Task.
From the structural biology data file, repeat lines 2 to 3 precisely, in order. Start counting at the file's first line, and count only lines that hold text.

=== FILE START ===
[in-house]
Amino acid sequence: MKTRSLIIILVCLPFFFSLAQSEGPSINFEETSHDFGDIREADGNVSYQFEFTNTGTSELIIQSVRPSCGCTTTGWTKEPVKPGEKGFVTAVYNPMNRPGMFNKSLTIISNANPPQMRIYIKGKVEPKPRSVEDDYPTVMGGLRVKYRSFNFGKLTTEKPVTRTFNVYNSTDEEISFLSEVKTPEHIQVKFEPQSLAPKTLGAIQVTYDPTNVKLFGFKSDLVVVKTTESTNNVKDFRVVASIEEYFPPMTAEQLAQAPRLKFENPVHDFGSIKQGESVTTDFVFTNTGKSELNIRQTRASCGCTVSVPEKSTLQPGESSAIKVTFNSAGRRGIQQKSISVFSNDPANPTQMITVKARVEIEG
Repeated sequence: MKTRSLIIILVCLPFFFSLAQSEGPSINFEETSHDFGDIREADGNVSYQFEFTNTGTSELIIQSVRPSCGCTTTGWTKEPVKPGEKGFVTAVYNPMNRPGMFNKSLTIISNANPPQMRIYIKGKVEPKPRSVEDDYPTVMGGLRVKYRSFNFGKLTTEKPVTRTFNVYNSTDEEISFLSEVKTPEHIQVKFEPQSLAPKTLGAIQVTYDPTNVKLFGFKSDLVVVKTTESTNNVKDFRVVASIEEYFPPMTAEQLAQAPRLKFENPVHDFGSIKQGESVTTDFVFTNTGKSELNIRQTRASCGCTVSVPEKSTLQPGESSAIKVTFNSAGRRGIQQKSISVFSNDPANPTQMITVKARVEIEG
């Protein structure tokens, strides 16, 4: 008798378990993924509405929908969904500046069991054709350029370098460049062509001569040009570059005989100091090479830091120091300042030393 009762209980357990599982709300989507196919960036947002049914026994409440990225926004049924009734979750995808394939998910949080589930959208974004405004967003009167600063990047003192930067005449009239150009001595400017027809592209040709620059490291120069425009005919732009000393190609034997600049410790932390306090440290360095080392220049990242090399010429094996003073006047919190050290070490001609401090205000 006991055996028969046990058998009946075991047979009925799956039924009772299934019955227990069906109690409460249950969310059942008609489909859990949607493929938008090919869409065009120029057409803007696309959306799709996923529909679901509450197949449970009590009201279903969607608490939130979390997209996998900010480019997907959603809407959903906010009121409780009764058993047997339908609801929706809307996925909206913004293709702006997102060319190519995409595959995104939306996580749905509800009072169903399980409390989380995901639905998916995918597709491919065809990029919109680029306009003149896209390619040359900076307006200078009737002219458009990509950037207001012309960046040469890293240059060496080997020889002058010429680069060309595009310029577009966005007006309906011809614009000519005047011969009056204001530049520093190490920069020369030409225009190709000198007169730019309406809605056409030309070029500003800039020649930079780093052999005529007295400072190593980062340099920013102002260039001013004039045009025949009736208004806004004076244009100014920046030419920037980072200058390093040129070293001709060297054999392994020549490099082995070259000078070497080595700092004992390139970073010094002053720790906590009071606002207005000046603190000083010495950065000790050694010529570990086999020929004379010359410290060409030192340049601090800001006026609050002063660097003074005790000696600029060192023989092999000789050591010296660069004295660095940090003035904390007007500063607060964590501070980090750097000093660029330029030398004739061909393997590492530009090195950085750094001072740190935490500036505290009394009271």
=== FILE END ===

Amino acid sequence: MKTRSLIIILVCLPFFFSLAQSEGPSINFEETSHDFGDIREADGNVSYQFEFTNTGTSELIIQSVRPSCGCTTTGWTKEPVKPGEKGFVTAVYNPMNRPGMFNKSLTIISNANPPQMRIYIKGKVEPKPRSVEDDYPTVMGGLRVKYRSFNFGKLTTEKPVTRTFNVYNSTDEEISFLSEVKTPEHIQVKFEPQSLAPKTLGAIQVTYDPTNVKLFGFKSDLVVVKTTESTNNVKDFRVVASIEEYFPPMTAEQLAQAPRLKFENPVHDFGSIKQGESVTTDFVFTNTGKSELNIRQTRASCGCTVSVPEKSTLQPGESSAIKVTFNSAGRRGIQQKSISVFSNDPANPTQMITVKARVEIEG
Repeated sequence: MKTRSLIIILVCLPFFFSLAQSEGPSINFEETSHDFGDIREADGNVSYQFEFTNTGTSELIIQSVRPSCGCTTTGWTKEPVKPGEKGFVTAVYNPMNRPGMFNKSLTIISNANPPQMRIYIKGKVEPKPRSVEDDYPTVMGGLRVKYRSFNFGKLTTEKPVTRTFNVYNSTDEEISFLSEVKTPEHIQVKFEPQSLAPKTLGAIQVTYDPTNVKLFGFKSDLVVVKTTESTNNVKDFRVVASIEEYFPPMTAEQLAQAPRLKFENPVHDFGSIKQGESVTTDFVFTNTGKSELNIRQTRASCGCTVSVPEKSTLQPGESSAIKVTFNSAGRRGIQQKSISVFSNDPANPTQMITVKARVEIEG